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Join me as I focus a leadership lens on fantasy books and series. Current Series: The Wheel of Time, by Robert Jordan (and Brandon Sanderson) Contact me: s10473@protonmail.com

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The Great Hunt - Chapter 45 [#100Days, Day 69]

I Don't Always Plan, But When I Do, I Keep It Simple

    Events are rapidly drawing together.  Nynaeve, Min and Elayne subdue a suldam and, in a quick audible on the fly, leash her instead of one of them.  All the while, Bayle Domon sits onboard the Spray waiting for the women to return.  At the same time, Ingtar, Hurin, Rand, Mat and Perrin arrive in Falme, anxious to find the Horn.  They find it in the possession of Seanchan High Lord Turak.  Rand finds himself face to face with Turak, a true blademaster, in a duel for the Horn.

    The three strands in this chapter wrap around the concept of adaptability.  Their plans are somewhat vague to start with - really giving general objectives only: get the Horn, rescue Egwene, stay in port until the passengers board - keeping the details simple.  Nynaeve's plan is probably the most fleshed out, but she still left herself options.  She had a backup plan in case things went awry (albeit it's of the "you'll never take me alive" flavor in order to buy Elayne and Min's escape).  Captain Domon also had a backup ready - hold fast until Seanchan soldiers show up.  Rand and Ingtar use Mat and Hurin to locate the dagger and Fain's trail, respectively.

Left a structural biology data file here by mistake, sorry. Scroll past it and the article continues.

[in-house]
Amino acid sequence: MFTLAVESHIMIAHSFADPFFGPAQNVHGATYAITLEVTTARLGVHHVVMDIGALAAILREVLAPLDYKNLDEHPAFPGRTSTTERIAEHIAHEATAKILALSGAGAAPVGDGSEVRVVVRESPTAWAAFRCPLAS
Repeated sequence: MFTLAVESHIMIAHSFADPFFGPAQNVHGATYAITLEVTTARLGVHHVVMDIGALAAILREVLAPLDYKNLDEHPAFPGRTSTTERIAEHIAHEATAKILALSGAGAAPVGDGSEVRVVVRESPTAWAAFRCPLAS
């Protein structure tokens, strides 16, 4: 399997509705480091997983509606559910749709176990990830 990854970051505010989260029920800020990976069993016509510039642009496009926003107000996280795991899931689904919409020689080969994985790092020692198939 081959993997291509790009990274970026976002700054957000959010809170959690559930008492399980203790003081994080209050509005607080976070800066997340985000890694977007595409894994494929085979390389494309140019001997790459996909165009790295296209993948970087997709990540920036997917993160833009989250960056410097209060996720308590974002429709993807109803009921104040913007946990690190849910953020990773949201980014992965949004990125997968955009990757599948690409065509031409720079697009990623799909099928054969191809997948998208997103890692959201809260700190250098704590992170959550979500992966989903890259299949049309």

By keeping the plan loose and details simple, the three teams are able to capitalize on options as they're presented.  Instead of using Elayne as a damane, Nynaeve chooses to collar the suldam Seta, finding that it's an even more effective wrinkle to the plan than the original ideas.  Captain Domon has Spray poised to leave regardless of who comes; Seanchan soldiers or the four women.  Fain's trail saturates the town, throwing Hurin in circles; but Mat comes through in locating the dagger and, by extension, the Horn.  Had the leaders of the teams been too rigid in their planning and execution, opportunities would have been passed over.  Keeping options open is extremely valuable.


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